As you know, KoftheP is a simple idea; you ride your bike and then tweet what the conditions were like on the ground. On the back of that riders can choose where to ride so that it’s not just a slog through mud. Also, the muddy bits get chance to recover.
But the Twitter feed only hits certain people, and rarely non-bikers. So it’s important to be able to take what we all do to those other groups.
The Cut Gate thing has been ace in showing that we are a responsible bunch and has led to some great conversations with other users. I’m looking forward to seeing that collaboration grow.
But it’s brilliant too to get the message into the mainstream media and maybe into the minds of those who perhaps have a different, less positive view of the mountain biking community.
You might have seen this week’s Sheffield Telegraph where I’m posing badly and freezing my tweets off. It was in The Star too.
It’s a small thing but hopefully it’ll get into non-riders’ minds that we’re a decent bunch really and we can all get on on the trails and more importantly; work together to improve them.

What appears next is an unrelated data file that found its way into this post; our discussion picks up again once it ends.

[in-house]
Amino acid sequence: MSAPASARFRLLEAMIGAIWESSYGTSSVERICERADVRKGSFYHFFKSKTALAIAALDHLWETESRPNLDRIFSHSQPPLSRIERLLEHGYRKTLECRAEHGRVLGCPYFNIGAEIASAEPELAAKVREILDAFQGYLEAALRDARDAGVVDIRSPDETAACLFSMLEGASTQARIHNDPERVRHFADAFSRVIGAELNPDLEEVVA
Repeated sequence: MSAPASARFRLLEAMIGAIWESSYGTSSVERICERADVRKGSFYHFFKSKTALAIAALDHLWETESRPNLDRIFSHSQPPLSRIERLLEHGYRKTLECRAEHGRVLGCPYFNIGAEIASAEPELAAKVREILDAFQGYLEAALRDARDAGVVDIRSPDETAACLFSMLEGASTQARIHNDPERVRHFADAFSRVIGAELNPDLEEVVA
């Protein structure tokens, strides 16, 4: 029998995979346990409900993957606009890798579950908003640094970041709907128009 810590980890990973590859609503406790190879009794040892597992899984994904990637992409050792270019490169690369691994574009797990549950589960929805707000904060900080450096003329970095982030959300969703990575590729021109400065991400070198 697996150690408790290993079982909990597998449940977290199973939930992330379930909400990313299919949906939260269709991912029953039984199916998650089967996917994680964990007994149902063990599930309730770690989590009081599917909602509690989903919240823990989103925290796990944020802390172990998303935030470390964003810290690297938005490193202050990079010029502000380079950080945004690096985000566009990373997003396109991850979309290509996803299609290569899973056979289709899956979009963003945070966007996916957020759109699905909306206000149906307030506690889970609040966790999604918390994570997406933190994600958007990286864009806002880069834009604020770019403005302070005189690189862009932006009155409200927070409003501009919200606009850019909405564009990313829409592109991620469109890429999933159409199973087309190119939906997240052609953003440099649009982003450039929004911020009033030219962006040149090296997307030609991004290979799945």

So that’s why I’m in the paper.
You know all the stuff going on locally that shows what mountain bikers do for the area – you just need to look at Peak District MTB’s and Ride Sheffield’s pages for examples on the ground.
If you want science, you can look at the work of Marion & Wimpey, Pickering et al or Thurston and Reader to know that the impact we all have on the landscape is comparable.
But ultimately it’s better just to have a chat, do our bit for the Peak District and to put it simply: Be Nice, Say Hi and always wear your pants on the outside.
*thanks David Bocking for the piece and Sheffield Telegraph and The Star for running the story.
Apologies Shed Seven and Adam West.